She always had a way with numbers. 14,741,926. She knew the exact number of bricks creating the archways into the stadium. She had a slight headache. “Probably didn’t hydrate enough,” she thought as she sipped her cola. 14,741,926. She read somewhere that π contains all of the numbers we will ever use in our lifetime. All of our addresses. All of our test scores. All of our anniversary dates. All of our heart beats. And when the numbers are converted to letters, π contains all of the words we will ever see, read, utter or dream. Pretty amazing. “Geek much?” she chuckled to herself. She loved numbers. Numbers came to her easier than words sometimes. Most times. 14,741,926. This Friday night game was going to be the most awesome. She knew he was going to propose to her. His sister gave her a head’s up. “What’s that expression? Chicks before dicks?” as she thought that, soda nearly shot from her nose. She looked around. No one saw her. 14,741,926. Her headache was not going away and the cola wasn’t helping. She was close to the archway. So many people. She was not a fan of crowds, somewhat phobic, hated the hive-like noise of thousands of voices.Then she saw him. He was yelling something and frantically waving a large, white teddy bear in the air, one of those gaudy kinds you win at a back woods carnival. It had red polka dots. “God, I love you so much,” she whispered aloud to him. She couldn’t wait to pretend to be surprised about the ring. She winced. Her head was pounding now. 14,741,926. She was sweating. She never had a migraine but this clearly was one. She tried to smile and wave back to him. 14,741,926. As she stepped further into the archways, she felt a staggering wave of hot pain piercing through the back of her head and straight through her right eye. Thick sweat was burning her eyes, clouding her vision. She dropped her cola. The archways seemed so far now but she could almost make out what he was yelling through the crowd, “time,” she didn’t understand, she wasn’t late. A thick darkness filled the archways consuming all sound and air. She felt her body convulse as she collapsed to the ground. “I’m having a seizure,” she thought, as her body seized up again, and again. She arched her neck and tried to call for him, but there was only a dark presence in the archway. Now it was moving quickly and steadily towards her. “Time?” the surgeon called. “19:26,” the nurse replied. “Time of death, 2014, July 4, 1900 hours 26 minutes. Let’s try to save the other gun shot victims,” the surgeon solemnly uttered as he pulled the mask from his mouth. 14,741,926. She always had a way with numbers.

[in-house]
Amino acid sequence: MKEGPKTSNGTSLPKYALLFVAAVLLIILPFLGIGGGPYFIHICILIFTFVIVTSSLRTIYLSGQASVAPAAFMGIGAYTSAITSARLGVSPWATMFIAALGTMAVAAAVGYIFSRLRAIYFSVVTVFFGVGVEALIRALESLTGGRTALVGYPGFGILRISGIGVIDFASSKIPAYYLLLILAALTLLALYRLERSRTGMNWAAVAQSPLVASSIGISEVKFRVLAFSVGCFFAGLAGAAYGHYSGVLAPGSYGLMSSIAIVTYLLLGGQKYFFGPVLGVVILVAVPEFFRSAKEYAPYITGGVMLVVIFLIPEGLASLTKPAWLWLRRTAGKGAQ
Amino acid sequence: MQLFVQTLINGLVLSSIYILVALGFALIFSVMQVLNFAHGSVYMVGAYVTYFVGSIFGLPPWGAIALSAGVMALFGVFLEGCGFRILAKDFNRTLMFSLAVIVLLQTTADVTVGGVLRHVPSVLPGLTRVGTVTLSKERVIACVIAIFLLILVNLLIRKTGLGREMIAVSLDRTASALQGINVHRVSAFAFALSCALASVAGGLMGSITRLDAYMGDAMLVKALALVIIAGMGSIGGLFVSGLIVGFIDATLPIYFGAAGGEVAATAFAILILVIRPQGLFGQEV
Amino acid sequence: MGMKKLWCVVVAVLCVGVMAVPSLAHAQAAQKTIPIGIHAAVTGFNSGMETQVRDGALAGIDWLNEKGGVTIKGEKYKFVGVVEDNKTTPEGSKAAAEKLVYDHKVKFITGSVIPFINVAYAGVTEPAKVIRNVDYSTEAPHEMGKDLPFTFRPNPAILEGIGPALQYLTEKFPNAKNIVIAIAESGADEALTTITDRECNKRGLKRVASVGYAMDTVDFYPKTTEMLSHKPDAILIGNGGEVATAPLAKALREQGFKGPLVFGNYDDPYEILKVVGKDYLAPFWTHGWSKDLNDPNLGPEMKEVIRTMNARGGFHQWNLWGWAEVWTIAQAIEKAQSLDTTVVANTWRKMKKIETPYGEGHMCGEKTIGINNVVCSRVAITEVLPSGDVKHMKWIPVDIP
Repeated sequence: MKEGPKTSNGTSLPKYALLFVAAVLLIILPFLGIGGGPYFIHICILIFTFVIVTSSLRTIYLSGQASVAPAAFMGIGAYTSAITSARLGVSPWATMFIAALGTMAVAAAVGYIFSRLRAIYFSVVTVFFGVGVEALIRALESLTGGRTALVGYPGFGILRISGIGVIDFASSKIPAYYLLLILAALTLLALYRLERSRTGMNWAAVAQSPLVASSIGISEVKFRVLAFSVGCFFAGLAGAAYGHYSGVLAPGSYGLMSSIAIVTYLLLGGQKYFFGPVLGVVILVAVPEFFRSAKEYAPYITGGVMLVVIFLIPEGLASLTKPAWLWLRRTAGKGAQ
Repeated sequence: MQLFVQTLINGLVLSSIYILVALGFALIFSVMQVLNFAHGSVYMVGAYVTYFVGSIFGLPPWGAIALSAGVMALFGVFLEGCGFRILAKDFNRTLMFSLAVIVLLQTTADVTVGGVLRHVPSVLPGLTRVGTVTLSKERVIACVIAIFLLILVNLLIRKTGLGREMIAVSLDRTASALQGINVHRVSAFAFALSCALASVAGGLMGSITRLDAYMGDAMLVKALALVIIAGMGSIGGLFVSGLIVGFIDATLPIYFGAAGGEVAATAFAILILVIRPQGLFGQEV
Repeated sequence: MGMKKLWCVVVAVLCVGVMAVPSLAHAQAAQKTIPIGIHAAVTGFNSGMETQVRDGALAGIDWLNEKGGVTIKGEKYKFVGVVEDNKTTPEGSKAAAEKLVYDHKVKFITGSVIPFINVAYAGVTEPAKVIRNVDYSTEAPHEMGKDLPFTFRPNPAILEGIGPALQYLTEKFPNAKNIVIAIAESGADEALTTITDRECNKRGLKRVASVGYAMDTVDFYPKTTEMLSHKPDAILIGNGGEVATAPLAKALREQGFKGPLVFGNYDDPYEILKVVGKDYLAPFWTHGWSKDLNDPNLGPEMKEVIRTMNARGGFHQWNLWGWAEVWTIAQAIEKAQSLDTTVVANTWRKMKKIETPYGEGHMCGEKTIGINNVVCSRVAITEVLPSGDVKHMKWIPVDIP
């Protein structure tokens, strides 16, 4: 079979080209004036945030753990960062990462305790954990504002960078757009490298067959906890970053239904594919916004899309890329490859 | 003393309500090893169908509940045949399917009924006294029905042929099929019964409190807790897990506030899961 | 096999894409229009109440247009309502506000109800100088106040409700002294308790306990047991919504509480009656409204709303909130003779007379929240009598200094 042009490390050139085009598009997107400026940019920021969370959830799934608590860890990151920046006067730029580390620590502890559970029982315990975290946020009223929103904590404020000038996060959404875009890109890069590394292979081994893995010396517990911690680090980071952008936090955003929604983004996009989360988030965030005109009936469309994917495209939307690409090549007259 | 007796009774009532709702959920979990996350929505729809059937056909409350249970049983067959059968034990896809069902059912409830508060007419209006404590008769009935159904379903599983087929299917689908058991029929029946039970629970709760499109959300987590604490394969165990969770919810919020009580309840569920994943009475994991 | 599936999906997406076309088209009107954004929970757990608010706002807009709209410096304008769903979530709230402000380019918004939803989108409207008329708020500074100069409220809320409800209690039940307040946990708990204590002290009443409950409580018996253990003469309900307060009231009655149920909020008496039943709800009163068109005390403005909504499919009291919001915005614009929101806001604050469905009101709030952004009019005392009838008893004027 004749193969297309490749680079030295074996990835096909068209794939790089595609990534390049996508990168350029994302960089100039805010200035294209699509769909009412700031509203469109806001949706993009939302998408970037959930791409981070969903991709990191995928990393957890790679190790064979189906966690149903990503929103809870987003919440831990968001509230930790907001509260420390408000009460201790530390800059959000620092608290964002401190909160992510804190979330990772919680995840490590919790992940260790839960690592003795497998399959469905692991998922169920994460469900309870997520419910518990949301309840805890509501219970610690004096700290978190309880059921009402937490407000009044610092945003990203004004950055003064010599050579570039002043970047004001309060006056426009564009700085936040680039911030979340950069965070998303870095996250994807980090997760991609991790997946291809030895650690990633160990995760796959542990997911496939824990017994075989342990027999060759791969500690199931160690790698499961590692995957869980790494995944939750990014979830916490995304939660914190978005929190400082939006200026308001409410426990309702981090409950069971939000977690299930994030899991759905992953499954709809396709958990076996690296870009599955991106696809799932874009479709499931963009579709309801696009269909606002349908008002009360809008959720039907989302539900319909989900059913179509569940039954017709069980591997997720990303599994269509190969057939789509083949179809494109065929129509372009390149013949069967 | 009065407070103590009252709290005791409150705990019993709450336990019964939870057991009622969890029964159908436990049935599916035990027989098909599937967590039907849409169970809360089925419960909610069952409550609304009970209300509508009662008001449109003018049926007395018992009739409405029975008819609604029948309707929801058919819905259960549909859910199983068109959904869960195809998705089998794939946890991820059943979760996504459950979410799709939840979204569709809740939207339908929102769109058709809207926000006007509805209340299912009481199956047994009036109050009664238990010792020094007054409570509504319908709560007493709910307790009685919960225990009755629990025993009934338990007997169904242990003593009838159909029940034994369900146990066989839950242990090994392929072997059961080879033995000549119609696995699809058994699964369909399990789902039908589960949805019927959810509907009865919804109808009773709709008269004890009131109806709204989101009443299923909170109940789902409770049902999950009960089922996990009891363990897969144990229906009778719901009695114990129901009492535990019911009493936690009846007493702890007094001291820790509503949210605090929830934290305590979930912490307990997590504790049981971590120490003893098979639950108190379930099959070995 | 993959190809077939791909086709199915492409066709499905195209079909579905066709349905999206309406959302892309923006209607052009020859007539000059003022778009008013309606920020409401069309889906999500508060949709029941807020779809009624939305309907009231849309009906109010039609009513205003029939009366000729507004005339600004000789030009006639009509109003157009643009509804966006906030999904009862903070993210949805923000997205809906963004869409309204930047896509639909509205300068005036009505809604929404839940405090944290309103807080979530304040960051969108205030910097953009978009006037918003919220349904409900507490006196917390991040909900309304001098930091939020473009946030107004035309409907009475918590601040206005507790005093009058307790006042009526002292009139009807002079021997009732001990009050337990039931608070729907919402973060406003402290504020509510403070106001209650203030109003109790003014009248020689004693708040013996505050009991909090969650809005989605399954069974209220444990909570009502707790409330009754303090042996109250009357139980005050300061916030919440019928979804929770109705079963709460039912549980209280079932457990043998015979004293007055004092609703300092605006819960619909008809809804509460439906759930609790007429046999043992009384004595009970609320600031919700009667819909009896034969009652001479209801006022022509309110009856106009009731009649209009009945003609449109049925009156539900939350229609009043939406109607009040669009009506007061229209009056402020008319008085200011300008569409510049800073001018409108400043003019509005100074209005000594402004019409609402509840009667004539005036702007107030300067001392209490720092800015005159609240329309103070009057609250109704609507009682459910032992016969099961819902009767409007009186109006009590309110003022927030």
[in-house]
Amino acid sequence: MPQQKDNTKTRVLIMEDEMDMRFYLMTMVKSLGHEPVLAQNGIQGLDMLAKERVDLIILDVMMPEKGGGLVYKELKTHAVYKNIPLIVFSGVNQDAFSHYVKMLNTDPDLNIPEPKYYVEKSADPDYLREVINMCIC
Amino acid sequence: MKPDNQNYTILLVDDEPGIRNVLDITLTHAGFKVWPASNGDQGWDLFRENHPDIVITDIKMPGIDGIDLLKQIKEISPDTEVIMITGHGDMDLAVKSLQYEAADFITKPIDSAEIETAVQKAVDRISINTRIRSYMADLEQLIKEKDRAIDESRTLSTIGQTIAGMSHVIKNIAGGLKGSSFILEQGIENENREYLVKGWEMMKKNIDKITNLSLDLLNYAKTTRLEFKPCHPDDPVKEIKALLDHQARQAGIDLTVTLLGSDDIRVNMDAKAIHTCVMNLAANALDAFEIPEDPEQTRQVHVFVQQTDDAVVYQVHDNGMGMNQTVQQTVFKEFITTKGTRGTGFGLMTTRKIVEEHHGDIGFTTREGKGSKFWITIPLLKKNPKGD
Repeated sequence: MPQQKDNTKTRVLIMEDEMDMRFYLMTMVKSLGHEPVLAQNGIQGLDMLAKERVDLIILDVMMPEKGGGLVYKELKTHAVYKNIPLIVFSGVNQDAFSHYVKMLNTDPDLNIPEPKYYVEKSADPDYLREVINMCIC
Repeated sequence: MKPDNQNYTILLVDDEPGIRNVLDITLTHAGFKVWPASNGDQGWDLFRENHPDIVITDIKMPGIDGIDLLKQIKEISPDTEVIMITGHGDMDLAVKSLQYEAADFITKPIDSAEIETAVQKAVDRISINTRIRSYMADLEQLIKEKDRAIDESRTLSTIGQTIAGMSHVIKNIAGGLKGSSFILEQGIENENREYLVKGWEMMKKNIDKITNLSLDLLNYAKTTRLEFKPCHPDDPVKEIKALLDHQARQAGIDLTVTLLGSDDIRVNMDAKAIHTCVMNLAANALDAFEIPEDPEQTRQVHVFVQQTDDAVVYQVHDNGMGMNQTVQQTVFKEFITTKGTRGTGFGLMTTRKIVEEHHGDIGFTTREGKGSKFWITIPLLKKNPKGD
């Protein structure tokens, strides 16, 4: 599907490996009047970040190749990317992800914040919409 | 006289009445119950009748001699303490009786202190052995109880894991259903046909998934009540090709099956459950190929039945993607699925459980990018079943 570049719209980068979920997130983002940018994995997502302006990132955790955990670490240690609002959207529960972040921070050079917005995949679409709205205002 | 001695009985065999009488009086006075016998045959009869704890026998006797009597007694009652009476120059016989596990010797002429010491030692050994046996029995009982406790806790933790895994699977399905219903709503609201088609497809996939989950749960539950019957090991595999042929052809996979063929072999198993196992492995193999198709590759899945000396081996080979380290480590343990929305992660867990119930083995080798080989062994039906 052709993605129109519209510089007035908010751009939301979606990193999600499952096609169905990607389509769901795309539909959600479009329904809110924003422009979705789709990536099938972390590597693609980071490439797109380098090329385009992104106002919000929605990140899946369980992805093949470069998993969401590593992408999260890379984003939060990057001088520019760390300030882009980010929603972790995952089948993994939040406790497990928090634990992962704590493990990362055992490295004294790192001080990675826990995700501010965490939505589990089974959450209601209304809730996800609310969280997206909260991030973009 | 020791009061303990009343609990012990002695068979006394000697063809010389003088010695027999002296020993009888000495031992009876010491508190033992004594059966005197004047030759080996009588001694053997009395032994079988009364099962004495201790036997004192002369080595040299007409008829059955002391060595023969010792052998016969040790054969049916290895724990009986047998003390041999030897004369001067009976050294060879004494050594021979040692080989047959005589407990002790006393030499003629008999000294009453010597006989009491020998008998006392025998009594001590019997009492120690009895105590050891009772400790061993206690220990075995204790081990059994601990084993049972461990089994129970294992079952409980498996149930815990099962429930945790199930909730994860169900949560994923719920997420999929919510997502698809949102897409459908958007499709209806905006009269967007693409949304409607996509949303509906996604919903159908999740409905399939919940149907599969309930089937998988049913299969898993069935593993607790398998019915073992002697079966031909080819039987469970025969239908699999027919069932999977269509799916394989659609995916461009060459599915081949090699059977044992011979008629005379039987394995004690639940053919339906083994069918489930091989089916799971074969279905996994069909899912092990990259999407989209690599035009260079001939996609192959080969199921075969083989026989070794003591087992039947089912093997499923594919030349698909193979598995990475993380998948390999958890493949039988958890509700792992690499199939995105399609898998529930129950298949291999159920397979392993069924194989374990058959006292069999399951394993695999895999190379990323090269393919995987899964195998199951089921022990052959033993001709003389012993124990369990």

photo credit: Cheri Lucas Rowlands